Precisely why, to accept this theory, you must believe in a fundamental irrationality inherent in our opponents. And, of course, there would be no obvious reason for the Morganas to have human aspects, either. There is a certain psychological comfort in believing our foes to be aliens, but that is a mere fiction, meant to protect the mind from a more horrible truth.
That brings us to supernatural explanations. There’s a wide range, from the tawdry and romantic to the…
Wait. Tawdry and romantic? As in, the Morganas are the by product of a love affair or somesuch? That’s appalling!
You must tell me everything.
I’ve come across different versions of the story, but it usually goes that a fisherman’s wife, or sweetheart, or daughter – or, in a few cases, son – drowned or died by the sea. He’s heartbroken, so he seeks out the Devil, or a witch, or… something stranger.
He’s told that if he names his boat after his loved one and casts a spell at a certain time and place, she or he will rise up and live again whenever they’re on the water.
But the Devil played a trick, and the spell covers the whole world, including Satan’s fleet.
There are other variants that feature us all as early harbingers of the apocalypse – we’ve been woken as divine agents. In a few of those stories, Morganas are Belles who have forgotten their real names and duties.
Or perhaps they’re ships that sank, and only remember what did them in – fire, betrayal, and so on – and that they can only calm down and rejoin our ranks when they’ve avenged the crimes that brought them to ruin.
There’s also a theory that the Morganas are the fleet of some lost, prehistoric civilization – Atlantis, or Lemuria, or Mu. When they were revived, however it happened, the magic that animates them ensnared us.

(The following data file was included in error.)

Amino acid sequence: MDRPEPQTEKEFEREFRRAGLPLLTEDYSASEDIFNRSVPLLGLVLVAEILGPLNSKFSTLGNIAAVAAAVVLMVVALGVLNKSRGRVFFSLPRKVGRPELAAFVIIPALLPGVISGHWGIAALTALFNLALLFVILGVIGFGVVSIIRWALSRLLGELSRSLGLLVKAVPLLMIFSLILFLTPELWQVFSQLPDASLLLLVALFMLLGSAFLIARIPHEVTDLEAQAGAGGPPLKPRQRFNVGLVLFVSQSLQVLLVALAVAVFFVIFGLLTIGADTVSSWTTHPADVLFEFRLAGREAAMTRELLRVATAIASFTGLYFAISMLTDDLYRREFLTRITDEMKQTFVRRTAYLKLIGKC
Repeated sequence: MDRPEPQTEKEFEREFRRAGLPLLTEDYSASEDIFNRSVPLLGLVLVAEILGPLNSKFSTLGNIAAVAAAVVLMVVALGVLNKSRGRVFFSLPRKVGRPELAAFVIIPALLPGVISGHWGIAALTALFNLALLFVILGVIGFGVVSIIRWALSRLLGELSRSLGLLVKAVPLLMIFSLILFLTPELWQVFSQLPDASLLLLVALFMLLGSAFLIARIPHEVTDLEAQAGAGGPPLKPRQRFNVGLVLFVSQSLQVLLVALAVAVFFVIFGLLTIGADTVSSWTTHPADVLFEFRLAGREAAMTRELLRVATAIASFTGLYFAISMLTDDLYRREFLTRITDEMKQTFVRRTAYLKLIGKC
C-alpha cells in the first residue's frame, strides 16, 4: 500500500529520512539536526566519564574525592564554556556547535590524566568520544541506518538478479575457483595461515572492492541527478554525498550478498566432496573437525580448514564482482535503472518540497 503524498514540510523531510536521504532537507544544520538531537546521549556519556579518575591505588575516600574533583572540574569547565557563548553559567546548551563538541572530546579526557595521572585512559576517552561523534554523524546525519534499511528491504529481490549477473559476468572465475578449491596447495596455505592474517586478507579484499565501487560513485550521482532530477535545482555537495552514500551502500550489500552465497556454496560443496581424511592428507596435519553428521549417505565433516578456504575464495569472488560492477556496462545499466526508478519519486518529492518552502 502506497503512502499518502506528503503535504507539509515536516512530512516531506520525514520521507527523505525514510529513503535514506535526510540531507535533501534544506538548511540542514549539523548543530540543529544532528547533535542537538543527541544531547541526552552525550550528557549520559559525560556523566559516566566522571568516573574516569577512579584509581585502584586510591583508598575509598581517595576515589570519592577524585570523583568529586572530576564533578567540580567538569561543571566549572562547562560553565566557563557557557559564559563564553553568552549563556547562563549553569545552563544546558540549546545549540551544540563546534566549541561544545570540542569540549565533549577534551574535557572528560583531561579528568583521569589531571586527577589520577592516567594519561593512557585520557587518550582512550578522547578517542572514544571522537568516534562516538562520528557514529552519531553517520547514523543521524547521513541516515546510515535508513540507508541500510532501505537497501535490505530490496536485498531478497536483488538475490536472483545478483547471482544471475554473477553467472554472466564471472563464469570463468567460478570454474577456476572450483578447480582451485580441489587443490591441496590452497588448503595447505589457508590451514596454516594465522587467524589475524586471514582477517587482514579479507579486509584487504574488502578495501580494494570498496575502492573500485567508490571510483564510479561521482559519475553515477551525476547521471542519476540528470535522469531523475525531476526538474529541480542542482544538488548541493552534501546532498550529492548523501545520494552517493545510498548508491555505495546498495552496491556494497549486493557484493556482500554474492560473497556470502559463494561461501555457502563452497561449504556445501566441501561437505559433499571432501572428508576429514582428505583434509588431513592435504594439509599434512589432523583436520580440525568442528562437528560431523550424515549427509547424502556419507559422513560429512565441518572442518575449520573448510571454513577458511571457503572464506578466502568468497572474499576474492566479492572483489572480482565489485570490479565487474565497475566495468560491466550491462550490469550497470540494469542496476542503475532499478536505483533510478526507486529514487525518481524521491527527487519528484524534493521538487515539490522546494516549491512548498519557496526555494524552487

That story has pseudo-scientific cousins, too: Atlantis survives under the waters, they have technologies we can’t imagine, and now that our own industries have advanced to the point where we could threate life on the ocean floor they have decided to exterminate mankind.
Hm. Do any of those seem particularly convincing to you?
Hardly. Pure rubbish, all of it. Apart from the extraterrestrial hypothesis, most of them don’t account for the condition the Morganas were in when they first appeared.
They started out damaged. They’re getting stronger.
That said, the idea that they’re in some way dead Belles… there’s precedent.
There is? Really?
Mm. You are the only Belfast, so you wouldn’t know.
But if you talk to some of the Belles whose names go back generations… they remember things. Some tell stories.
If that were true of the Morganas, it follows that they would take the appearance of triremes, or longships, or junks. However, even if the nations they served doesn’t exist anymore, they would still be more recognizable.
Instead, they are darkly archetypical. I have begun to correspond with Dr. Freud, but I sense a finality in him that may rob us of a fruitful line of inquiry.
That does leave Atlantis open – some completely lost civilization with an industrial capacity like our own, but no other common points of reference – but, in a broader sense, the archaeological record just doesn’t seem to support it. No matter what the Von Prinzwald Codex says.
And we have not even begun to speak on the more disturbing technical aspects related to Morgana mist, our interactions with it, and so on.
It is only time before we figure it out, of course. The pieces of the puzzle are before us.
I agree. I have faith.
Oh. That’s… adorable. “Faith.” Ha.
Yes, I pardon you – but I’m afraid I must return to my own projects. Mit Ihrer Erlaubnis, Kapitän?
… Well, gosh, I’m going to miss her.
That’s it, Captain. Let’s get you somewhere warm- be there in a turn of the glass!